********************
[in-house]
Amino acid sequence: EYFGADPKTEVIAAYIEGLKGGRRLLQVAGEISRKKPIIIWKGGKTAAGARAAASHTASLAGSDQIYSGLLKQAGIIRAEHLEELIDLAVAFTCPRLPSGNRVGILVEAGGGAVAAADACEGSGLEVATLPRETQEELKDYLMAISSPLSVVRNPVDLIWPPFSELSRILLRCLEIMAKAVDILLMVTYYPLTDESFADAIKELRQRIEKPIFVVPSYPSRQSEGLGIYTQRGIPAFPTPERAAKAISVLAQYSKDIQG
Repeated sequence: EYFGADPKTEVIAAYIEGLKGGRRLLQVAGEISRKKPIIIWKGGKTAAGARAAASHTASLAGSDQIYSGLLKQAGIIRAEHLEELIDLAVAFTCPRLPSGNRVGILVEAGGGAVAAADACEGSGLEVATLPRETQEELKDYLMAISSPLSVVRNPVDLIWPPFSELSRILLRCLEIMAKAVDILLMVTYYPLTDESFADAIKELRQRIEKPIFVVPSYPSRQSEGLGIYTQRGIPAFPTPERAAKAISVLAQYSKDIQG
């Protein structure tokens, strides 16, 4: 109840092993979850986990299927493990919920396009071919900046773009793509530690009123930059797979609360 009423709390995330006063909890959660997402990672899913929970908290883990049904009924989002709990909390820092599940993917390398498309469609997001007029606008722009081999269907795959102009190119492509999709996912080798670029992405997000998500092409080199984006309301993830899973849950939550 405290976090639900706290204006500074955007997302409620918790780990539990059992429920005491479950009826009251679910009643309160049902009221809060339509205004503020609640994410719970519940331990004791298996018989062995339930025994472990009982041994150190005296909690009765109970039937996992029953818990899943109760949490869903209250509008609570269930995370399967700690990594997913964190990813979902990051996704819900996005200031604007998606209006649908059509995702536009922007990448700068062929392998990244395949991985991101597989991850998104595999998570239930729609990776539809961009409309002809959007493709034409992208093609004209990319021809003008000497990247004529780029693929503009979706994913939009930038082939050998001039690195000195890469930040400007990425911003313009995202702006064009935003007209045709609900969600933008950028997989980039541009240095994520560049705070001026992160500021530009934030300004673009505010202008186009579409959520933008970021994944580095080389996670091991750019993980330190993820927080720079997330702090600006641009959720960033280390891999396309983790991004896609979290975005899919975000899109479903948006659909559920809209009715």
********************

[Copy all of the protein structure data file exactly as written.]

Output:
[in-house]
Amino acid sequence: EYFGADPKTEVIAAYIEGLKGGRRLLQVAGEISRKKPIIIWKGGKTAAGARAAASHTASLAGSDQIYSGLLKQAGIIRAEHLEELIDLAVAFTCPRLPSGNRVGILVEAGGGAVAAADACEGSGLEVATLPRETQEELKDYLMAISSPLSVVRNPVDLIWPPFSELSRILLRCLEIMAKAVDILLMVTYYPLTDESFADAIKELRQRIEKPIFVVPSYPSRQSEGLGIYTQRGIPAFPTPERAAKAISVLAQYSKDIQG
Repeated sequence: EYFGADPKTEVIAAYIEGLKGGRRLLQVAGEISRKKPIIIWKGGKTAAGARAAASHTASLAGSDQIYSGLLKQAGIIRAEHLEELIDLAVAFTCPRLPSGNRVGILVEAGGGAVAAADACEGSGLEVATLPRETQEELKDYLMAISSPLSVVRNPVDLIWPPFSELSRILLRCLEIMAKAVDILLMVTYYPLTDESFADAIKELRQRIEKPIFVVPSYPSRQSEGLGIYTQRGIPAFPTPERAAKAISVLAQYSKDIQG
């Protein structure tokens, strides 16, 4: 109840092993979850986990299927493990919920396009071919900046773009793509530690009123930059797979609360 009423709390995330006063909890959660997402990672899913929970908290883990049904009924989002709990909390820092599940993917390398498309469609997001007029606008722009081999269907795959102009190119492509999709996912080798670029992405997000998500092409080199984006309301993830899973849950939550 405290976090639900706290204006500074955007997302409620918790780990539990059992429920005491479950009826009251679910009643309160049902009221809060339509205004503020609640994410719970519940331990004791298996018989062995339930025994472990009982041994150190005296909690009765109970039937996992029953818990899943109760949490869903209250509008609570269930995370399967700690990594997913964190990813979902990051996704819900996005200031604007998606209006649908059509995702536009922007990448700068062929392998990244395949991985991101597989991850998104595999998570239930729609990776539809961009409309002809959007493709034409992208093609004209990319021809003008000497990247004529780029693929503009979706994913939009930038082939050998001039690195000195890469930040400007990425911003313009995202702006064009935003007209045709609900969600933008950028997989980039541009240095994520560049705070001026992160500021530009934030300004673009505010202008186009579409959520933008970021994944580095080389996670091991750019993980330190993820927080720079997330702090600006641009959720960033280390891999396309983790991004896609979290975005899919975000899109479903948006659909559920809209009715």